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As conflicts rage around the world and the hundredth anniversary of the First World War (1914–18) and the seventieth anniversary of the end of World War II (1940–45) are commemorated, this exhibition of prints, photographs, paintings, and sculpture undertakes a cross-cultural examination of major civil and global wars of the modern era. Selected exclusively from the Zimmerli Art Museum’s wide-ranging collection of American, European, Japanese, and Russian and Soviet art, Picturing War explores artistic responses to different conditions of military conflict with a particular emphasis on depictions of soldiers and civilians.
War has inspired artistic expression since ancient times, whether celebrating victories led by gifted warriors, eulogizing the dead, or mourning the loss of homes and loved ones. The works in the exhibition, beginning with Winslow Homer’s Civil War (1861–65) illustrations for Harper’s Weekly, demonstrate how artists documented and interpreted the changing realities of war and its effects on people and places throughout the nineteenth and twentieth centuries. The increased scale of fighting and development of new weapons required ever-larger military forces and resulted in previously unimaginable numbers of dead and wounded. As greater numbers of men were called to serve, both the experience of individual soldiers and the lives of those on the home front became more frequently portrayed in art. Artists also served as soldiers or were sent to the front specifically to document the most current action, bringing a new immediacy to their work.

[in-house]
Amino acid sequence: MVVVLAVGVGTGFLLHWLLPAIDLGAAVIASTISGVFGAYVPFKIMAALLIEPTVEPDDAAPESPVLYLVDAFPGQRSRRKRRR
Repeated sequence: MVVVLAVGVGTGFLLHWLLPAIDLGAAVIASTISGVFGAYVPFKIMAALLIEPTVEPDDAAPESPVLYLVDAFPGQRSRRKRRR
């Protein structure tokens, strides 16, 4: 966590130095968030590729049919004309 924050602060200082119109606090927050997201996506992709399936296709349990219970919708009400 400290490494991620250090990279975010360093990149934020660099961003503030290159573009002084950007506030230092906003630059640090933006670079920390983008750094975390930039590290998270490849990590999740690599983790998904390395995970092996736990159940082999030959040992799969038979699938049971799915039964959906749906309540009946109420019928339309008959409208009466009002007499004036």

Presenting the work of more than fifty artists including Théophile Steinlen, Kazimir Malevich, and Edward Steichen, Picturing War exhibits works inspired both by contemporary events and by the aftermath and memories of war incidents. The works on display collectively acknowledge the crucial role artists have long played in recording, disseminating, and interpreting both the mundane and the unprecedented situations that arise in wartime.
Organized by Christine Giviskos, Associate Curator of European Art, with assistance from Donna Gustafson, Mellon Liaison for Academic Programs and Curator; Marilyn Symmes, Director of the Morse Research Center for Graphic Arts and Curator of Prints and Drawings; and Julia Tulovsky, Associate Curator of Russian and Soviet Art.
To learn more about this exhibition, watch this NJTV video that includes a conversation with exhibition curator Christine Giviskos, Associate Curator of European Art.
Kazimir Malevich (Russian, 1878-1935)
At Vistula the Germans Cursed Their Luck, and Then, by God, They Ran Amuck!, 1914
21 5/8 x 14 3/16 in. (55 x 36 cm)
Collection Zimmerli Art Museum at Rutgers
Museum Purchase, Class of 1959 Fund
Photo Peter Jacobs